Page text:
Naturally, humans want to clean anything they consume. However, washing products like meat and poultry isn’t necessarily safe, according to the United States Department of Agriculture (USDA). Regardless of how consumers wash their meat and poultry, it is not recommended because bacteria can spread to other foods, utensils, and countertops, causing cross-contamination.
When people harvested their own animals decades ago, they would need to wash their meat to rinse off dirt, and other contaminants, however, most people now are purchasing their meat from markets and grocery stores so cleaning the meat isn’t necessary. USDA states, “Meat and poultry are cleaned during processing, so further washing is not necessary. Never use soaps or detergents on your meat or poultry products. They can contaminate your food with chemicals and make it unsafe to eat.”
In fact, food-borne illness can be further spread through pre-washing, so it’s more important how consumers prepare their meat, rather than if they wash them before cooking. The USDA recommends these temperatures for cooking all raw meat:
•Cook all raw beef, pork, lamb and veal (steaks, roasts and chops) to a minimum internal temperature of 145°F. For safety and quality, allow meat to rest for at least three minutes before carving or consuming.
•Ground meats are safe to eat at 160°F. For burgers, insert the food thermometer in the side of patties until it reaches the center for an accurate reading.
•Poultry products, including whole, parts or ground chicken or turkey, are safe to eat at 165°F.
•Cook fish and seafood to 145°F or until the flesh is opaque and flaky.
Whole cuts of meat will only have bacteria present on the outer layer of meat. If the cuts are cooked at the appropriate internal temperature all bacteria will be removed. Products like ground beef are different cuts of beef that have been mixed and finely ground, which can pose more risk of contamination, which is why its internal temperature is much higher than whole cuts.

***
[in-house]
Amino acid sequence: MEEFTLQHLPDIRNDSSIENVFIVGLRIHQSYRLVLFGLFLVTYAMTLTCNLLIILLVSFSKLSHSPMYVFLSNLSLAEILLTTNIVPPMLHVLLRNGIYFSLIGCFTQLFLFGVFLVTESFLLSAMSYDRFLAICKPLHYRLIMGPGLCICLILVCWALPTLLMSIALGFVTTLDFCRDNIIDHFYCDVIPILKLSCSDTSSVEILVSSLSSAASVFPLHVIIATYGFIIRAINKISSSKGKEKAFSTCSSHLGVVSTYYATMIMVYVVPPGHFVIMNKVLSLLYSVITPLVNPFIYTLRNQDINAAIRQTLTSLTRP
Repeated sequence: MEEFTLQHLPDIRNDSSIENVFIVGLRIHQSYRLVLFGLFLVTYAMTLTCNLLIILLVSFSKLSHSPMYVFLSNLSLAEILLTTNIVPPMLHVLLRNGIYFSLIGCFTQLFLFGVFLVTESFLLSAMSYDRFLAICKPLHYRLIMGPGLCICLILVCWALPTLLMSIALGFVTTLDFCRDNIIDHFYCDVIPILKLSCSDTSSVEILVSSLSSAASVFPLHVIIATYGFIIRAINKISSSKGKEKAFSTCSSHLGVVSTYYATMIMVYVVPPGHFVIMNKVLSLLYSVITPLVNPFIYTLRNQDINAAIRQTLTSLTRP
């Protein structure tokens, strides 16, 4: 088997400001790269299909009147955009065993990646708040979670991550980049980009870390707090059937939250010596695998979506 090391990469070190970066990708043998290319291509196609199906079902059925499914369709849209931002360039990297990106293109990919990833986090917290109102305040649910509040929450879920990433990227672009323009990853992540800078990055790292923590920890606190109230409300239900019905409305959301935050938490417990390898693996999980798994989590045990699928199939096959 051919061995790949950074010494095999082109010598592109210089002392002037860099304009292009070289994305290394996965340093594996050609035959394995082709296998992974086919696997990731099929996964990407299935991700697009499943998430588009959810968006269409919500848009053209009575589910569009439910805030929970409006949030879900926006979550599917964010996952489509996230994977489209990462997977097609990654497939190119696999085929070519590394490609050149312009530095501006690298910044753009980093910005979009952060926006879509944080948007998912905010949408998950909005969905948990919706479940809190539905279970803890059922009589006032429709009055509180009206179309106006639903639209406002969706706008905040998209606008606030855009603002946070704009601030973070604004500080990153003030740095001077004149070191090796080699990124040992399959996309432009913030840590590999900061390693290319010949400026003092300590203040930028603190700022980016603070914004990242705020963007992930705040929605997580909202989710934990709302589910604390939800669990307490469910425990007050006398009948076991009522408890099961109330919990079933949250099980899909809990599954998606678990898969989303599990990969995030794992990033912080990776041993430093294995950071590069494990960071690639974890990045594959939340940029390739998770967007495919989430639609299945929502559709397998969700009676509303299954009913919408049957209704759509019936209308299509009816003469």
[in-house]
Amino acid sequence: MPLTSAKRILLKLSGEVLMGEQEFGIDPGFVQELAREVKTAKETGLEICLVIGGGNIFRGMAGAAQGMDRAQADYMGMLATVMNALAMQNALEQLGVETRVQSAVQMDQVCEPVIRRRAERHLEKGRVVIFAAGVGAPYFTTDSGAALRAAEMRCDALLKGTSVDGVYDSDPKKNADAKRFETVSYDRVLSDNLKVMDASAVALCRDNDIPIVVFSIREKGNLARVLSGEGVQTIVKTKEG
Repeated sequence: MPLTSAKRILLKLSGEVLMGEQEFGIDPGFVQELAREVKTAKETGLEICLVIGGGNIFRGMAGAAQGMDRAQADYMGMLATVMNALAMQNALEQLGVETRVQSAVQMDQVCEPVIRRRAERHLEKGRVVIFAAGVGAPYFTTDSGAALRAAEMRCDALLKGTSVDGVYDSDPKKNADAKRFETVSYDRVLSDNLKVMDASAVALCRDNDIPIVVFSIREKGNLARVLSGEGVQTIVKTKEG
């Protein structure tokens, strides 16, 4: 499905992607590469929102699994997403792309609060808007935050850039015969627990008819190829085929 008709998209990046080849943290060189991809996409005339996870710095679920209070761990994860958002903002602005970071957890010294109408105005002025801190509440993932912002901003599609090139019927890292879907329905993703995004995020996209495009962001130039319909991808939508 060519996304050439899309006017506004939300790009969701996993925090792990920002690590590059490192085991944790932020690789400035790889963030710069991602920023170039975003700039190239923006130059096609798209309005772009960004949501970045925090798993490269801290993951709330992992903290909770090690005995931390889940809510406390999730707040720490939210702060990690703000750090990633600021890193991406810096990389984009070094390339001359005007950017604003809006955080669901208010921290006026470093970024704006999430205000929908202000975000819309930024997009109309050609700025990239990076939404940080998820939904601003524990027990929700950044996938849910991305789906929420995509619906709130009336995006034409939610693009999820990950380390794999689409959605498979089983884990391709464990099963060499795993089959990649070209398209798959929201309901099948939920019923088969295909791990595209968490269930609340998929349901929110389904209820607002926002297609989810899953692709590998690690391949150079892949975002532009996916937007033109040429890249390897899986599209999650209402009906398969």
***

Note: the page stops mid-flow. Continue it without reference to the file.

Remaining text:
If consumers do feel the need to clean and sanitize, they should begin with their countertops and cooking utensils first. USDA states three rules for protecting food from contamination:
1. Significantly decrease your risk by preparing foods that will not be cooked, such as vegetables and salads, BEFORE handling and preparing raw meat and poultry.
2. Thoroughly clean and then sanitize ANY surface that has potentially touched or been contaminated by raw meat and poultry or their juices, including the inner sink.
3. Destroy any illness-causing bacteria by cooking meat and poultry to a safe internal temperature as measured by a food thermometer.
4. Wash your hands thoroughly BEFORE handling food products.
5. Do not reuse any packaging to store food after you have cooked it.
6. Use sanitizers and disinfectants for the appropriate surfaces. Sanitize cutting boards and utensils. Disinfect countertops, surfaces, and sinks.
Additionally, the USDA has suggestions for other popular food items consumers tend to want to clean once they have purchased them. This includes eggs, pre-washed produce, and normal produce.
For commercially produced eggs, the normal processing routine is to wash the eggs to remove the natural protective layer and replace it with edible mineral oil. This helps to protect and preserve the egg for consumers. If washed off, the eggs are no longer preserved or protected.
For pre-washed produce, it is safe to consume without any extra rinsing. Be sure to keep away from contaminated surfaces and prevent cross-contamination, though.
Produce that isn’t labeled “pre-washed” can be washed, using water, before consuming, but do not use any soaps or detergents to remove germs and dirt. Firm surface foods, like apples, and potatoes, can be scrubbed with a brush and water.
To learn more about food safety protocols head to fsis.usda.gov.